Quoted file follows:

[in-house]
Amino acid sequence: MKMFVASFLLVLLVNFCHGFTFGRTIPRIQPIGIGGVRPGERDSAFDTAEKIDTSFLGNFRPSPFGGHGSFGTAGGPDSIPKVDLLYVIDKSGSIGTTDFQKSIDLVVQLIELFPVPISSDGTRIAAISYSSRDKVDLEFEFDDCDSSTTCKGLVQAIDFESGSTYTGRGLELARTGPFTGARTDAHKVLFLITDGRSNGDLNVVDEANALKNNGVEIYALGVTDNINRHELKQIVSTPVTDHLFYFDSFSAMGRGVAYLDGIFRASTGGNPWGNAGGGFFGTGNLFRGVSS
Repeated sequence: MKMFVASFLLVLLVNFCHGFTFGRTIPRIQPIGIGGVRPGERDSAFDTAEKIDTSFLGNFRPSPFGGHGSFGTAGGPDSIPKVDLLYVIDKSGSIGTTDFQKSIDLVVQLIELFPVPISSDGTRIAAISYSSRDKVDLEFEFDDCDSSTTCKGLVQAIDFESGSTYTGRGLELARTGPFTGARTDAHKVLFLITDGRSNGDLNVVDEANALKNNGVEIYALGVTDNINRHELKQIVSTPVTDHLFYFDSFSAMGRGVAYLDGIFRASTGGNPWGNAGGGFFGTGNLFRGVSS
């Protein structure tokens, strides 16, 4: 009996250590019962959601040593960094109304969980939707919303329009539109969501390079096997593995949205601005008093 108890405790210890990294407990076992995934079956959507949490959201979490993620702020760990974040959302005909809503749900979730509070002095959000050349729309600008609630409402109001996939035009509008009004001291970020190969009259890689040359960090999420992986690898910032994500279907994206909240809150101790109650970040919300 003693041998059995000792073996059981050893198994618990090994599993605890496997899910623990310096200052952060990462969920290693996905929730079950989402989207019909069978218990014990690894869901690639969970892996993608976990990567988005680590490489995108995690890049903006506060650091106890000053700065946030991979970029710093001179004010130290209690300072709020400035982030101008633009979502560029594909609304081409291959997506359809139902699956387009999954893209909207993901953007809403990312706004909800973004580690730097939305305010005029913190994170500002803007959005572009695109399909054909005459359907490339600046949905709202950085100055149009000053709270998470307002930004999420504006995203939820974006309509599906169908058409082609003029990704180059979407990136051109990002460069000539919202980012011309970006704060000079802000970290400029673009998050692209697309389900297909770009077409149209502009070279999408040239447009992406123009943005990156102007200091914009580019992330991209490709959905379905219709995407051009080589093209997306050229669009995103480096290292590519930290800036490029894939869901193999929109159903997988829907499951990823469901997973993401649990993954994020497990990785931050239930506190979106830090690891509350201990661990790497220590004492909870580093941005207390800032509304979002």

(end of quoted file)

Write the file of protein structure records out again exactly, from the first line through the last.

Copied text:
[in-house]
Amino acid sequence: MKMFVASFLLVLLVNFCHGFTFGRTIPRIQPIGIGGVRPGERDSAFDTAEKIDTSFLGNFRPSPFGGHGSFGTAGGPDSIPKVDLLYVIDKSGSIGTTDFQKSIDLVVQLIELFPVPISSDGTRIAAISYSSRDKVDLEFEFDDCDSSTTCKGLVQAIDFESGSTYTGRGLELARTGPFTGARTDAHKVLFLITDGRSNGDLNVVDEANALKNNGVEIYALGVTDNINRHELKQIVSTPVTDHLFYFDSFSAMGRGVAYLDGIFRASTGGNPWGNAGGGFFGTGNLFRGVSS
Repeated sequence: MKMFVASFLLVLLVNFCHGFTFGRTIPRIQPIGIGGVRPGERDSAFDTAEKIDTSFLGNFRPSPFGGHGSFGTAGGPDSIPKVDLLYVIDKSGSIGTTDFQKSIDLVVQLIELFPVPISSDGTRIAAISYSSRDKVDLEFEFDDCDSSTTCKGLVQAIDFESGSTYTGRGLELARTGPFTGARTDAHKVLFLITDGRSNGDLNVVDEANALKNNGVEIYALGVTDNINRHELKQIVSTPVTDHLFYFDSFSAMGRGVAYLDGIFRASTGGNPWGNAGGGFFGTGNLFRGVSS
């Protein structure tokens, strides 16, 4: 009996250590019962959601040593960094109304969980939707919303329009539109969501390079096997593995949205601005008093 108890405790210890990294407990076992995934079956959507949490959201979490993620702020760990974040959302005909809503749900979730509070002095959000050349729309600008609630409402109001996939035009509008009004001291970020190969009259890689040359960090999420992986690898910032994500279907994206909240809150101790109650970040919300 003693041998059995000792073996059981050893198994618990090994599993605890496997899910623990310096200052952060990462969920290693996905929730079950989402989207019909069978218990014990690894869901690639969970892996993608976990990567988005680590490489995108995690890049903006506060650091106890000053700065946030991979970029710093001179004010130290209690300072709020400035982030101008633009979502560029594909609304081409291959997506359809139902699956387009999954893209909207993901953007809403990312706004909800973004580690730097939305305010005029913190994170500002803007959005572009695109399909054909005459359907490339600046949905709202950085100055149009000053709270998470307002930004999420504006995203939820974006309509599906169908058409082609003029990704180059979407990136051109990002460069000539919202980012011309970006704060000079802000970290400029673009998050692209697309389900297909770009077409149209502009070279999408040239447009992406123009943005990156102007200091914009580019992330991209490709959905379905219709995407051009080589093209997306050229669009995103480096290292590519930290800036490029894939869901193999929109159903997988829907499951990823469901997973993401649990993954994020497990990785931050239930506190979106830090690891509350201990661990790497220590004492909870580093941005207390800032509304979002």